During operation, power supply system 10 produces a rectified input AC signal from power source 12. At the first stage of power conversion, the rectified AC signal is converted to a first DC voltage via boost converter 20. The output of boost converter 20 is a DC voltage with small ripple. This first DC voltage is then fed as an input to the second stage of power conversion, comprising flyback converter 22. The operation of flyback converter 22 has been described above. Because the first DC voltage is unregulated, the flyback converter is used to convert and to regulate the first DC voltage to the desired level. The power factor is independent of either voltage or current control techniques.
As seen in FIG. 1, the output of pulse width modulation control circuit 68 is a series of fixed frequency drive pulses that are coupled at the same time to the gates 34 and 56 of the MOSFET transistor switches 28 and 48, respectively, in boost converter 20 and flyback converter 22. As described above, the duty cycle of switch 48 is varied to control the output DC voltage level. A key advantage of the present invention is that it is unnecessary for the PWM control circuit 68 to know the required duty cycle for the series of pulses that are provided to boost switch 28 in order for the boost inductor current to approximately follow the waveshape of the input AC signal and thus provide power factor connection. It has been determined that, by causing the duty cycle of switch 28 to match the duty cycle of switch 48, there is no need to separately calculate the duty cycle for the boost switch 28. This results because power factor correction is inherent to the topology of the present invention. Although a boost and flyback topology has been shown in FIG. 1, it will be appreciated that various other AC-to-DC converter topologies (e.g., boost and forward) may be similarly used without the need to separately calculate the duty cycle for the boost switch 28.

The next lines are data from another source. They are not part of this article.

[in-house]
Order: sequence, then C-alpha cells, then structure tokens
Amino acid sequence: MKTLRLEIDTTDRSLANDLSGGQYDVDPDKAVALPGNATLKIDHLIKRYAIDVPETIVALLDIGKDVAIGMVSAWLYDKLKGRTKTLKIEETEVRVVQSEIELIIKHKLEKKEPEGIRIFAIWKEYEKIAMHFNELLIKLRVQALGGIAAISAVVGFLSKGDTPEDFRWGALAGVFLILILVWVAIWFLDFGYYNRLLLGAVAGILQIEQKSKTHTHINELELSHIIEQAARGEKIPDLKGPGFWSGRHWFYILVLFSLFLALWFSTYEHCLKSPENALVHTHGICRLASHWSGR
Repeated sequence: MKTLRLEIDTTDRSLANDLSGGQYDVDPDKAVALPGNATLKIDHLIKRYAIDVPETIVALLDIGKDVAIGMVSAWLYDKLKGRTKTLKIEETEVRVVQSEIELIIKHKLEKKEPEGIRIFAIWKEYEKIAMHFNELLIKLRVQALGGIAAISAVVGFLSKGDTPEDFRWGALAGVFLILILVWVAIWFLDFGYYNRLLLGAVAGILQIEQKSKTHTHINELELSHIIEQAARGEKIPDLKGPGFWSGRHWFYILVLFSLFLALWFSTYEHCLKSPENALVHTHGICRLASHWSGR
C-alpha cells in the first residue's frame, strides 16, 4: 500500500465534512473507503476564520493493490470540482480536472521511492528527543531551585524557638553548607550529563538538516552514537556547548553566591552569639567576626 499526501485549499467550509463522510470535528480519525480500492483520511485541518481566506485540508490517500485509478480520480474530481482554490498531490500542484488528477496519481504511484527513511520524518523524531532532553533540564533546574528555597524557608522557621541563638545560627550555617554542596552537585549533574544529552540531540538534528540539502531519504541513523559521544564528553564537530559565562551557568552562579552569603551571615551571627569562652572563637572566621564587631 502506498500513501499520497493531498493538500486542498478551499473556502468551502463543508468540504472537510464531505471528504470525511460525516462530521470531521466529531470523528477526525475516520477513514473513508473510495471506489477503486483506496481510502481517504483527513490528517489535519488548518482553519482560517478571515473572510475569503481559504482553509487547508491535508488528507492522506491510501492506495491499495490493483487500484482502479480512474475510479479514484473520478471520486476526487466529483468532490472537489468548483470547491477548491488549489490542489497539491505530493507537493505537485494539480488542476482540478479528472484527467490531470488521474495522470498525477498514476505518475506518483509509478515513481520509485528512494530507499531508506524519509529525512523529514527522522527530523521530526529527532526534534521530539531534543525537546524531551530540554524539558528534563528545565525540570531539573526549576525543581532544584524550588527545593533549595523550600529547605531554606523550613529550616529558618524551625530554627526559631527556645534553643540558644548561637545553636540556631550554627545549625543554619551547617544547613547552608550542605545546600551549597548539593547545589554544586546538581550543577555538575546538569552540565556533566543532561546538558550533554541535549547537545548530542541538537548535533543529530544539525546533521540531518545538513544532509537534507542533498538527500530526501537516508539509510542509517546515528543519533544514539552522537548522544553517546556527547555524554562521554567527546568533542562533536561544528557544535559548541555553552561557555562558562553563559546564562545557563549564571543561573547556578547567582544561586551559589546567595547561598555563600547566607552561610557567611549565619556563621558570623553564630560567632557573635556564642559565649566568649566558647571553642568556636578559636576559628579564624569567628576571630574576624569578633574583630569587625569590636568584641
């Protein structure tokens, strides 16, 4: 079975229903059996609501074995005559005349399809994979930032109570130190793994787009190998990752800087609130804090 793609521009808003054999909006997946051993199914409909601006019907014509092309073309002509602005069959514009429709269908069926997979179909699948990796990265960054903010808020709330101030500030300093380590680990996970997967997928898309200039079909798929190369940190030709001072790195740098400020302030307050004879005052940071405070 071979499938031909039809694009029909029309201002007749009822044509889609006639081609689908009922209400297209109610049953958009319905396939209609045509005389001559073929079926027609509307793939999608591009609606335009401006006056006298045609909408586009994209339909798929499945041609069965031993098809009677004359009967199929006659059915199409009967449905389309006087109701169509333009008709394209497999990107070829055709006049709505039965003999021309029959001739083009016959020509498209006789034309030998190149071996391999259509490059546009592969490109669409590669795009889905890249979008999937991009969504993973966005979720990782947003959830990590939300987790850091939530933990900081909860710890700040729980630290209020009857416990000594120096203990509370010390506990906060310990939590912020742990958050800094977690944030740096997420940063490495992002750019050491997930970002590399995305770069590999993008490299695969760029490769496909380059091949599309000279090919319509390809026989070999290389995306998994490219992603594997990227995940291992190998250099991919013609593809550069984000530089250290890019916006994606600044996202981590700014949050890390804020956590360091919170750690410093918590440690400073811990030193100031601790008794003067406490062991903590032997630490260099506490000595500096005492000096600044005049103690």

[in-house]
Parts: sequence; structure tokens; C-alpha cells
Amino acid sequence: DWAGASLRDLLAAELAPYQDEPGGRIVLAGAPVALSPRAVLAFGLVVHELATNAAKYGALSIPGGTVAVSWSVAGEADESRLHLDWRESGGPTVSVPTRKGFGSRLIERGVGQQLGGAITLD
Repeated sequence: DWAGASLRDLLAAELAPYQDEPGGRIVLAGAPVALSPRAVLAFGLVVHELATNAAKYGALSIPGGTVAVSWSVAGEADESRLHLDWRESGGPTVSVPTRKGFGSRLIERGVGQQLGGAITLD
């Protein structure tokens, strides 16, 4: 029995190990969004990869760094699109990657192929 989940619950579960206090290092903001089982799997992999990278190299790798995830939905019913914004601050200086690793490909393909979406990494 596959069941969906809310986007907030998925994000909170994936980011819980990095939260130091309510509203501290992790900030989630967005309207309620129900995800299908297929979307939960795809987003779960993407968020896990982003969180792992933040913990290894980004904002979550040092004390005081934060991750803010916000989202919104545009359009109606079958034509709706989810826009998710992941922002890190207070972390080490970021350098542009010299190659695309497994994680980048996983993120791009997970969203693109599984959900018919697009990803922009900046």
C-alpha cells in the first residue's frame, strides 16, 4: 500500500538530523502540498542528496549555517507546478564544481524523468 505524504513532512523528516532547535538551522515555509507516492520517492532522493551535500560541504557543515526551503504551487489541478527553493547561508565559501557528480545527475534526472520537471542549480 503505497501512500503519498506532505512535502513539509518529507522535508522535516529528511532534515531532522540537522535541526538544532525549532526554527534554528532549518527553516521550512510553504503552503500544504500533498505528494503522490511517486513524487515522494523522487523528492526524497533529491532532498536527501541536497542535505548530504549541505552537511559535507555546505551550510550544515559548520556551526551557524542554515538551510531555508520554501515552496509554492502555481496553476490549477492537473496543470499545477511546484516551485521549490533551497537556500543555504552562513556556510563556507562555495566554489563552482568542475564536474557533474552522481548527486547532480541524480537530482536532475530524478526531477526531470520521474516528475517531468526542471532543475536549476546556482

It is noted that the value of the boost inductor 26 is preselected so that when the instantaneous value of the rectified input AC voltage is low, the inductor operates in a discontinuous mode, and when the instantaneous value of the rectified input AC voltage is high, the inductor operates in a continuous mode. In a preferred embodiment, the boost converter operates in the discontinuous mode within 0 to 45 degrees around the zero crossings of the input AC signal waveform. This effectively shapes the inductor current waveform so as to eliminate the harmonic components that introduce distortion. Moreover, because the frequency of switching of switch 28 is fixed, EMI is reduced as well as the low frequency ripple component at the system output. Experiments by the inventors indicate that typical values for a boost inductor 26 vary between 300 μH and 1000 μH, depending upon the power level used. In an exemplary example, a boost inductor 26 value of 500 μH would be used for an output voltage power of 150 W, and with a universal input voltage range of 90VRMS to 265VRMS.
It is also desirable that the feedback loop comprising signal lines 64, 72 and controller 68 have a wide bandwidth, that is with a frequency much higher than the frequency of the AC input signal at node 18. The present inventors have noticed that if the bandwidth is at about one tenth to one fifth of the switching frequency for switches 28 and 48, then low frequency ripple at the output voltage may be substantially reduced. Moreover, when the feedback loop operates with a high bandwidth, the system response of the output voltage is increased. By capturing and returning the output voltage to drive both power converters 20 and 22, the present invention is cost-effective because it eliminates the need for separate control circuits for each converter.